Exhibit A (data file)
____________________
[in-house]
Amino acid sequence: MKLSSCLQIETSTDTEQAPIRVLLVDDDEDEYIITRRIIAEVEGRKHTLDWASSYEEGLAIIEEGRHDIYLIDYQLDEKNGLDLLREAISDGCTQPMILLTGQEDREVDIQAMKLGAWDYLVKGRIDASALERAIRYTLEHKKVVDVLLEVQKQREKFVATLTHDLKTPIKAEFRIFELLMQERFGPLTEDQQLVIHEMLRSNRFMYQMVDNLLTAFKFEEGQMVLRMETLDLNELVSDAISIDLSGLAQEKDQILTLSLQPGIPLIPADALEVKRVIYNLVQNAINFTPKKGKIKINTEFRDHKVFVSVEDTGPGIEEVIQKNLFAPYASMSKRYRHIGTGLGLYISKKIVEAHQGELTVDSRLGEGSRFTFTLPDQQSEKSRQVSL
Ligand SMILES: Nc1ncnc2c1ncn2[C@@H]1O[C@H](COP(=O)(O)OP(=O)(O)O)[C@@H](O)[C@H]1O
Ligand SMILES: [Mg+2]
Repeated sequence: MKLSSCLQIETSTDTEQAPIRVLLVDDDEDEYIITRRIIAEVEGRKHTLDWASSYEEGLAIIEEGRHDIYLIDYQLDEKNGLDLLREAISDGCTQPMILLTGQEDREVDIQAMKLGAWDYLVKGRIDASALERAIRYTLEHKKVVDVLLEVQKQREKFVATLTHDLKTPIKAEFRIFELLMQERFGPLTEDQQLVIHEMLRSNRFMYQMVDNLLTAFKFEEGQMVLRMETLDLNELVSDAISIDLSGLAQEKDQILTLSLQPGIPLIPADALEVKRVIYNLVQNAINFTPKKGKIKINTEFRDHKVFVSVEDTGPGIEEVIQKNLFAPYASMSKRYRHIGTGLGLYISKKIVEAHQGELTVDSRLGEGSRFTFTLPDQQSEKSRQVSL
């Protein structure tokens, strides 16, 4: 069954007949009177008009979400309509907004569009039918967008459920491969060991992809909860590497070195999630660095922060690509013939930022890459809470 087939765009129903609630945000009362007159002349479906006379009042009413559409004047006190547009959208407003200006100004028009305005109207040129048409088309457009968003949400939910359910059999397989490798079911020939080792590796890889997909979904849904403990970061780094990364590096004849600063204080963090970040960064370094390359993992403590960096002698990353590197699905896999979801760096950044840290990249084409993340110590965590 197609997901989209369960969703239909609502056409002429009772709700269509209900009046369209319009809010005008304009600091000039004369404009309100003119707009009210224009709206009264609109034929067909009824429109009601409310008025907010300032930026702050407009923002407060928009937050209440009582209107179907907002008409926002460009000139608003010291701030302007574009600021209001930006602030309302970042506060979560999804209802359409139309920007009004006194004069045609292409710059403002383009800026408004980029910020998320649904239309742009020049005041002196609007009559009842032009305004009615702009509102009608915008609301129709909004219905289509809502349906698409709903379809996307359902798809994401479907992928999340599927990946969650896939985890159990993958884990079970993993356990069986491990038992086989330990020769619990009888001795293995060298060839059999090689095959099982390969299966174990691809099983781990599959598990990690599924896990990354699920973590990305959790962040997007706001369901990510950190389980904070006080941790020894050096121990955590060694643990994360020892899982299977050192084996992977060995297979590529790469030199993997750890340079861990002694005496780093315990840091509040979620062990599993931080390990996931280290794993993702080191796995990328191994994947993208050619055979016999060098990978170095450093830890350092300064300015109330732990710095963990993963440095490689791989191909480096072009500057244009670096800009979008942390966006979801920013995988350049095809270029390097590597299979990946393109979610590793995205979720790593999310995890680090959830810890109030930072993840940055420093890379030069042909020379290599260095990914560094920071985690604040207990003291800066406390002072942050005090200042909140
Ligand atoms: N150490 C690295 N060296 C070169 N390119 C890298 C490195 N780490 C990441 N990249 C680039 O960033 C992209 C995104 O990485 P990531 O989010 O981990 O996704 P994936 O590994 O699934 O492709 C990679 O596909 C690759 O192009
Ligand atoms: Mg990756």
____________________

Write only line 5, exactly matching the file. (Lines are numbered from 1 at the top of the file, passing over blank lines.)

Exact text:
Repeated sequence: MKLSSCLQIETSTDTEQAPIRVLLVDDDEDEYIITRRIIAEVEGRKHTLDWASSYEEGLAIIEEGRHDIYLIDYQLDEKNGLDLLREAISDGCTQPMILLTGQEDREVDIQAMKLGAWDYLVKGRIDASALERAIRYTLEHKKVVDVLLEVQKQREKFVATLTHDLKTPIKAEFRIFELLMQERFGPLTEDQQLVIHEMLRSNRFMYQMVDNLLTAFKFEEGQMVLRMETLDLNELVSDAISIDLSGLAQEKDQILTLSLQPGIPLIPADALEVKRVIYNLVQNAINFTPKKGKIKINTEFRDHKVFVSVEDTGPGIEEVIQKNLFAPYASMSKRYRHIGTGLGLYISKKIVEAHQGELTVDSRLGEGSRFTFTLPDQQSEKSRQVSL